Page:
MEPS 189:1-7 (1999)  -  doi:10.3354/meps189001

Influence of bacteria, diffusion and shear on micro-scale nutrient patches, and implications for bacterial chemotaxis

Nicholas Blackburn*, Tom Fenchel

Marine Biological Laboratory, University of Copenhagen, Strandpromenaden 5, 3000 Helsingør, Denmark

ABSTRACT: Micro-scale nutrient patches were observed in mixtures of isolates consisting of a protozoan, its prey, and chemotactic bacteria. The patches were shown by swarms of bacteria and the events leading to patches were associated with cell lysis and predation events. In such a form, nutrients are experienced by bacteria as pulses. Simulations showed that patches can be consumed by the bacterial community before being dispersed. As a result, even non-motile bacteria may only ever encounter diffuse patches within a sphere of 2 mm radius. If patches are generated randomly in time and space, it can be advantageous for a bacterium to swim, if only to break this 2 mm barrier. Simulations suggested that chemotaxis can increase a bacterium's exposure to nutrients within a patch, but that the enhancement depends on the size of the patch, due to limitations in sensitivity. The patch size limit for achieving enhancement is ~0.1 pmol. Swimming speed is the most important motility parameter influencing efficiency of chemotactic foraging on diffuse patches, with an optimum speed as a function of patch size. Simulations illustrated that shear stretches patches, but that moderate shear does not significantly alter patch volumes within time scales of several minutes. A large proportion of the nutrients within a patch can be encountered by bacteria within that time.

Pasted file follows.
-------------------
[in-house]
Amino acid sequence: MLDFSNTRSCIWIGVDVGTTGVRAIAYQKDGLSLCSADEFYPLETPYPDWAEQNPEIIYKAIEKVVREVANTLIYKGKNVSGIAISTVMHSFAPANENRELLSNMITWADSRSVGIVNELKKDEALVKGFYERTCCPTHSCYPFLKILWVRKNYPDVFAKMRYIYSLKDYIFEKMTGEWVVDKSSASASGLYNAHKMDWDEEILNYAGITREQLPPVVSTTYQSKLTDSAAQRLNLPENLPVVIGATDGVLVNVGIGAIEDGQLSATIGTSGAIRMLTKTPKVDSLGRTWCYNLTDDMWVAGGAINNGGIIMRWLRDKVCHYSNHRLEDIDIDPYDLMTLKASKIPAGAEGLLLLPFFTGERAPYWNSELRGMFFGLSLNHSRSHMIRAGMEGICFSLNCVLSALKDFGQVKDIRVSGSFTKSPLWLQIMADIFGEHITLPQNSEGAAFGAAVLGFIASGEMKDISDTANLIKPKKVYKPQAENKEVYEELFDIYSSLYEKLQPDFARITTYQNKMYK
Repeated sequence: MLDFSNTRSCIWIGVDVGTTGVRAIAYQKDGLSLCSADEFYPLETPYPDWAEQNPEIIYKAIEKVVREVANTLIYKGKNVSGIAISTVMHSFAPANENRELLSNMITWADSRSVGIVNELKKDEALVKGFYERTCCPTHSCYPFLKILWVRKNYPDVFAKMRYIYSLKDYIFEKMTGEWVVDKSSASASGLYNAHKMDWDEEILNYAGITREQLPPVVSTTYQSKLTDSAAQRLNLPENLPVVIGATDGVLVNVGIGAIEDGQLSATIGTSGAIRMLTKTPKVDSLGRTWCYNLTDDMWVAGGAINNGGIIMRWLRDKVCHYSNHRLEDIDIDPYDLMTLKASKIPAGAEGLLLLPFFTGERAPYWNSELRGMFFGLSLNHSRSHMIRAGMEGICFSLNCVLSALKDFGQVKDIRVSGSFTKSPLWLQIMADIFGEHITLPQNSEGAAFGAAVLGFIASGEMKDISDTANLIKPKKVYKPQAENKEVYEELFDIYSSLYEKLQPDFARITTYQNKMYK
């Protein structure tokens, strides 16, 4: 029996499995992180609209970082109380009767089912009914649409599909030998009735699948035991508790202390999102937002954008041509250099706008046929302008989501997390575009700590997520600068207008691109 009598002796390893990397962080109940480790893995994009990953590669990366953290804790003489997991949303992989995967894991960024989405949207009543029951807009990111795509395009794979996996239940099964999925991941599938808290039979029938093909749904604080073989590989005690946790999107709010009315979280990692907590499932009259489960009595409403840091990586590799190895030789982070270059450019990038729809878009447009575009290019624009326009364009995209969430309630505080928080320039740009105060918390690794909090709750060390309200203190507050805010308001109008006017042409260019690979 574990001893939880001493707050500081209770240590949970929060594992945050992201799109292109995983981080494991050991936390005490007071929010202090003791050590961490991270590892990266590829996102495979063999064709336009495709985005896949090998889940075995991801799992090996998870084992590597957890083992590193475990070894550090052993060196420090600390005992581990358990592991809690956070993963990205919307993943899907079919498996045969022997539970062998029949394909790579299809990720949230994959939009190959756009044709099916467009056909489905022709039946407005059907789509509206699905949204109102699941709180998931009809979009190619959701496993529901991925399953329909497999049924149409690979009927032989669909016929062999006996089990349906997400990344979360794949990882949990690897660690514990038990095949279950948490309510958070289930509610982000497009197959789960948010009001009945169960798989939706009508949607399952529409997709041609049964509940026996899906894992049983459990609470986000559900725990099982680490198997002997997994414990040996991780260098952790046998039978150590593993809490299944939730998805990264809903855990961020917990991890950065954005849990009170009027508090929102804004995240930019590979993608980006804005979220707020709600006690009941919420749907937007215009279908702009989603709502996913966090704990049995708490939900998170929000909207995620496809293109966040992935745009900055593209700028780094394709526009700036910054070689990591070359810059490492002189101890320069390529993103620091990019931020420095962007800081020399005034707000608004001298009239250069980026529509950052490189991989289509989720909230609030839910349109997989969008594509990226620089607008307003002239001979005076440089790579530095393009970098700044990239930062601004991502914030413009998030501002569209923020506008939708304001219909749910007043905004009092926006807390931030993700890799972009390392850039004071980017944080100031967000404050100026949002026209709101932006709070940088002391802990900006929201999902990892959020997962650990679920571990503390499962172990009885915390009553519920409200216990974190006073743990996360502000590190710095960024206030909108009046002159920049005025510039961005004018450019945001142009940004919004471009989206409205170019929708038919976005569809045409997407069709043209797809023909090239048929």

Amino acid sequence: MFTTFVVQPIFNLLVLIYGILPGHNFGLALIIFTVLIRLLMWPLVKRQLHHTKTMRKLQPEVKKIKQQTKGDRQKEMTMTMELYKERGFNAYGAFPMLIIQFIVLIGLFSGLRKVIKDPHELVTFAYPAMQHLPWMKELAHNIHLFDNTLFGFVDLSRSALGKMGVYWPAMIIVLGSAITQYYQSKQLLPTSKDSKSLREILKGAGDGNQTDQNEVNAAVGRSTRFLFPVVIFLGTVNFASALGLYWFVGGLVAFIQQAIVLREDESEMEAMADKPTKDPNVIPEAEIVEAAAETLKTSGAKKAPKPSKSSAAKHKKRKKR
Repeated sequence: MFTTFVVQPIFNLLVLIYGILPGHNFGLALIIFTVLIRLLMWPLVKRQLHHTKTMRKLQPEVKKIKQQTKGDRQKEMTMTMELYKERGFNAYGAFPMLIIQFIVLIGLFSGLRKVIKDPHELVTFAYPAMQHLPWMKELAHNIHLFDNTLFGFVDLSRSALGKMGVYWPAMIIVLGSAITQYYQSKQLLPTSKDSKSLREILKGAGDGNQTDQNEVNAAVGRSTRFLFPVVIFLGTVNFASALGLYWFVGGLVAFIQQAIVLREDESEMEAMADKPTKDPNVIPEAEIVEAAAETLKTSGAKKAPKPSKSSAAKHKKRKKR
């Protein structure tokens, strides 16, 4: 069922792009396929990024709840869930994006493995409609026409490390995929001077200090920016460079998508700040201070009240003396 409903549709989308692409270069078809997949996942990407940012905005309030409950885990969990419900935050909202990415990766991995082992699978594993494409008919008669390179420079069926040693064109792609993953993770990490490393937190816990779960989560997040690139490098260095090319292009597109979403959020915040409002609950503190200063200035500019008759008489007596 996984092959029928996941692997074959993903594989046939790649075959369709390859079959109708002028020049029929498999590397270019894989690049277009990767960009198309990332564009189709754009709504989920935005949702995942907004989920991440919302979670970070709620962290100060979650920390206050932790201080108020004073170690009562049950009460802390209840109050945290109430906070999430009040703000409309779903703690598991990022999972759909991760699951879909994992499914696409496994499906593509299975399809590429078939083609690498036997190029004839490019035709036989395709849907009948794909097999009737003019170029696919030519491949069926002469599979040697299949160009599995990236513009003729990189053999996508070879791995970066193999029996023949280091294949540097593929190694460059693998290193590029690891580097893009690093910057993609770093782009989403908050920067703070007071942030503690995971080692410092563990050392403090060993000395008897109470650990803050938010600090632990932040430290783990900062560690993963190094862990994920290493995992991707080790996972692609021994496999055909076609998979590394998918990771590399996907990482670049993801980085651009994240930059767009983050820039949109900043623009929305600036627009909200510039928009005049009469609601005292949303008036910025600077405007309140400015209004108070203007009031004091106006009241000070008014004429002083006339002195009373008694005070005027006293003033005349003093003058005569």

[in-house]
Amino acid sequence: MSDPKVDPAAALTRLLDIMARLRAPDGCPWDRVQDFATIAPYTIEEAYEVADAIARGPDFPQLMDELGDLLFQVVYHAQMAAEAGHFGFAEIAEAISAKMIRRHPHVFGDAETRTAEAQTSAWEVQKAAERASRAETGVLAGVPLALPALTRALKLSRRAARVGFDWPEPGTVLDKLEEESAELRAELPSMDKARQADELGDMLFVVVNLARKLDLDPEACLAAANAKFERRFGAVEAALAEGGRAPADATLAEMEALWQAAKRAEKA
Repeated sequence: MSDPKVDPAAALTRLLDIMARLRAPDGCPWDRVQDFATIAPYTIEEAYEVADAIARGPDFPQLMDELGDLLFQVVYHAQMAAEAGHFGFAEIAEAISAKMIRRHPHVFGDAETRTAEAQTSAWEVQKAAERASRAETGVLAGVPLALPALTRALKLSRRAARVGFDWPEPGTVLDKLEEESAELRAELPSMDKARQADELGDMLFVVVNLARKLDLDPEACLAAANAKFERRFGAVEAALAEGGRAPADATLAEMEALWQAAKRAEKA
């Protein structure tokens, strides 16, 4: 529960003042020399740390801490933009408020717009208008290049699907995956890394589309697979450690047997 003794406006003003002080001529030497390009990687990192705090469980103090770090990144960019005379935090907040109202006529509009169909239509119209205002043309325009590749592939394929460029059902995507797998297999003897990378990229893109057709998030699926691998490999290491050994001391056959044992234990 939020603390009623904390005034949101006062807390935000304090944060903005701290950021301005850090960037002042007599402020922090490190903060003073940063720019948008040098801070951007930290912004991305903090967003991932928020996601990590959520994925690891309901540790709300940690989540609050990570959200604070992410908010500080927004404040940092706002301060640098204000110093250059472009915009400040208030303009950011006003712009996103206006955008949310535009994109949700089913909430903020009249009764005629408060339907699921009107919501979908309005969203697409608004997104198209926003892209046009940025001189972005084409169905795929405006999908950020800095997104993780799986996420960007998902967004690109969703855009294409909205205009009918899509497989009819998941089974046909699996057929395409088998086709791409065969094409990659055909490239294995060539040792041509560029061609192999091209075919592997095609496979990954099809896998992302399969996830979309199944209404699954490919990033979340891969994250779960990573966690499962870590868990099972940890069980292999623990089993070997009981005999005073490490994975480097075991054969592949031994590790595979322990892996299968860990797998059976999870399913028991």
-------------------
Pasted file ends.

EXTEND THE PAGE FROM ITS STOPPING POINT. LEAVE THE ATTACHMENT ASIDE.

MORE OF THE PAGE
KEY WORDS: Bacteria · Micro-scale patchiness · Chemotaxis · Shear

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